23. 23. Breast Feeding vs Bottle Feeding<br />
  24. 24. 2009 Revised WHO guidelines<br />
  25. 25. Key Changes in 2009 Revised <br />WHO guidelines<br /><ul><li>Begin ART at CD4 cell count of 350 rather than 200
  26. 26. Start ARV prophylaxis earlier in pregnancy
  27. 27. Provide ARV prophylaxis during breastfeeding
  28. 28. Provide single drug Nevirapine daily to infants OR
  29. 29. Provide three drug ARV prophylaxis to the mother
  30. 30. National authorities should decide whether MCH services will recommend HIV-infected mothers to:
  31. 31. Breastfeed and receive ARV interventions OR
  32. 32. Avoid all breastfeeding</li></ul>(Taking into account socioeconomics, health services, and local infant mortality and under-nutrition)<br />
  33. 33. Infant HIV diagnosis<br /><ul><li>Early diagnosis of HIV infection in children born to HIV-infected women is critical
  34. 34. Allows early identification of children who will benefit from antiretroviral treatment, appropriate infant feeding choices, prophylaxis, and close medical follow-up
  35. 35. Decreases the psychological stress of uncertainty for the parents
  36. 36. HIV detection tests must be used in first 12-18 mos., then standard antibody tests are accurate
  37. 37. Early infant diagnosis using dried blood spots has made services available even in remote areas</li></li></ul><li>Infant Survival by HIV Infection Status -HIVNET 012 cohort<br />Proportion alive<br />Age (years)<br />
  38. 38. Goals of an HIV Care Program<br /><ul><li>Prevention of opportunistic infections
  39. 39. Early identification of complications and their appropriate management
  40. 40. Use of antiretroviral therapy to maintain and restore the immune system
  41. 41. Provision of support for HIV-infected persons, including psychosocial
  42. 42. Engage patients/families in HIV care and prevention through education, support and outreach
  43. 43. Establish strong links to community resources</li></li></ul><li>Basic Medical Care<br /><ul><li>Close Follow-Up and Health Monitoring</li></ul>- Prompt treatment of acute illnesses<br /><ul><li>Childhood Immunization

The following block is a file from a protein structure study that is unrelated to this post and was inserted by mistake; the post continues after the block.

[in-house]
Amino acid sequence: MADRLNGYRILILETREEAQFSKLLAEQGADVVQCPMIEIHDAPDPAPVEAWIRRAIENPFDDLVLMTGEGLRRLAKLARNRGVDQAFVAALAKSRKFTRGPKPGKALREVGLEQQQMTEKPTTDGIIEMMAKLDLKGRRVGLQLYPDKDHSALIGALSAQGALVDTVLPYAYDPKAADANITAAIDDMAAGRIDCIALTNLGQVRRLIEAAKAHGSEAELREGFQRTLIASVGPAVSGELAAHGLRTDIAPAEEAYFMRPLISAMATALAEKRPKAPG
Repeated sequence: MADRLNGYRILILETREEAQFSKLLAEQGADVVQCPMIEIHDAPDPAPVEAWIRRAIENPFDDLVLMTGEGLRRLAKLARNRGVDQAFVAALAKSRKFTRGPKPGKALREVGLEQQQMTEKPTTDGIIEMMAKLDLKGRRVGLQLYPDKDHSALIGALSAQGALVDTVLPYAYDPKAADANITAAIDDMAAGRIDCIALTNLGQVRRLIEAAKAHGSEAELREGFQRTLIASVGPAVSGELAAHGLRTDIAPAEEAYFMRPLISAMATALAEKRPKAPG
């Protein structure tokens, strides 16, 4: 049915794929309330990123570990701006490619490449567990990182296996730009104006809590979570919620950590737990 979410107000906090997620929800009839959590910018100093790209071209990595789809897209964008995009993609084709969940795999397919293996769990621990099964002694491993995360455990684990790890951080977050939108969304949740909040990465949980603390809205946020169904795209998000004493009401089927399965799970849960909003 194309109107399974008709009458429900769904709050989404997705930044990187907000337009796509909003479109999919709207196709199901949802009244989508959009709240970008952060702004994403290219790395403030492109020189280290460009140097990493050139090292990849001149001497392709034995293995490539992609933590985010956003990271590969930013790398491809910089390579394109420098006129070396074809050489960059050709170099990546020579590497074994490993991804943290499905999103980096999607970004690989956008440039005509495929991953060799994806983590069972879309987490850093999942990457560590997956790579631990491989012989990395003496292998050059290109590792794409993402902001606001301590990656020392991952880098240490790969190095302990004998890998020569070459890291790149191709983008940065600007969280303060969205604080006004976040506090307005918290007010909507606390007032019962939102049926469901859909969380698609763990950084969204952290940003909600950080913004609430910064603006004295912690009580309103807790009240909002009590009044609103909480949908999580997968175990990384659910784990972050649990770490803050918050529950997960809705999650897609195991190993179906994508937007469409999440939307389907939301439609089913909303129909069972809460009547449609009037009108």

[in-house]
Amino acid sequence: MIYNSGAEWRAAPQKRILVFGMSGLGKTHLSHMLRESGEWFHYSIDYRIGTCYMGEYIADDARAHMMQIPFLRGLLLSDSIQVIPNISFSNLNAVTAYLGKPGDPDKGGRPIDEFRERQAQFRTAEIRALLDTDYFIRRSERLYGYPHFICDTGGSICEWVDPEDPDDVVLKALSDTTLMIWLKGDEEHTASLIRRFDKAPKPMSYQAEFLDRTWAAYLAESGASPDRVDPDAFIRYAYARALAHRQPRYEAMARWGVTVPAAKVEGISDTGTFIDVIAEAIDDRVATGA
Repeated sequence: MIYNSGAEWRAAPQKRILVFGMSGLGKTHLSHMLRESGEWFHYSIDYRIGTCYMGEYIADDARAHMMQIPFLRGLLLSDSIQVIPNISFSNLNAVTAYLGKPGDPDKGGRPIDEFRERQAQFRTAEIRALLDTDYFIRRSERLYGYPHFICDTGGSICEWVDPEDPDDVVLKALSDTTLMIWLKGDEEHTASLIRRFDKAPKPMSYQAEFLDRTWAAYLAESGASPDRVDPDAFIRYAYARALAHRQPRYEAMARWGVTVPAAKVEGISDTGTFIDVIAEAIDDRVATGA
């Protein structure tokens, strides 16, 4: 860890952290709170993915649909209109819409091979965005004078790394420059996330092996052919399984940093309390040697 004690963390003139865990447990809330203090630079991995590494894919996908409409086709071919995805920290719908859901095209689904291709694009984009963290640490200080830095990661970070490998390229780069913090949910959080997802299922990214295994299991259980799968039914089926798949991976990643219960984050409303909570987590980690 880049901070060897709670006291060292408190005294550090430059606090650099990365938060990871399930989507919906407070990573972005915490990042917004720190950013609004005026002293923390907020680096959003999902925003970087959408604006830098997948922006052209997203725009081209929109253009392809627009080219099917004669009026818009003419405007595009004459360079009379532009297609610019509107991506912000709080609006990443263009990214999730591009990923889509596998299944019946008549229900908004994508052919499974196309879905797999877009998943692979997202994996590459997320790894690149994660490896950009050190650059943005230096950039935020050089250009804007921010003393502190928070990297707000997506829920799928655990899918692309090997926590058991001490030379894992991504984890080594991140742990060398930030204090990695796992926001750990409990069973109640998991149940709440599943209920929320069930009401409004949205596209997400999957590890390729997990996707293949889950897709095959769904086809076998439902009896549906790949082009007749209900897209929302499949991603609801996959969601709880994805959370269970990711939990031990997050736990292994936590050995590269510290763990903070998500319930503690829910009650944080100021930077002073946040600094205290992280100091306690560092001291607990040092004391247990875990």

44. 44. Vitamin A Supplementation
  45. 45. General Health Education (safe water, bednets)
  46. 46. Management of Diarrhea
  47. 47. Growth Monitoring & Nutrition Education</li></ul> - Early intervention/support<br />
  48. 48. WHO Indications for Initiation of ARV Therapy in Children < 2 Years<br /><ul><li>Initial WHO guidelines for ART in infants and children (2006) recommended starting therapy according to clinical/immunologic criteria
  49. 49. Studies in infants showed that there was a ~75% decrease in death when ART was started immediately rather than waiting
  50. 50. WHO revised recommendations in April 2008 such that ALL infants < 1 yr diagnosed with HIV infection should receive ART immediately
  51. 51. Recent revised WHO guidelines increased this to all infants < 2 yrs of age</li></li></ul><li>Negotiating the PMTCT Activities<br />?<br />
  52. 52. Negotiating the PMTCT Activities (PMTCT = MCH)<br />
  53. 53. The Way Forward<br />Challenges:<br /><ul><li>High initial implementation costs
  54. 54. Community sensitization/mobilization lacking
  55. 55. Integration of PMTCT within antenatal clinic can be difficult
  56. 56. Access to women who don’t deliver in health facility
  57. 57. Very low numbers of partners involved
  58. 58. Inadequate infant feeding education
  59. 59. Poor postnatal follow-up</li></ul>Successes:<br /><ul><li>Despite the challenges, we know this can be done, we have done it
  60. 60. We are making great progress worldwide, but we all need to keep pushing forward</li></li></ul><li>Tunaweza: Together, we can… <br />Eliminate Pediatric HIV<br />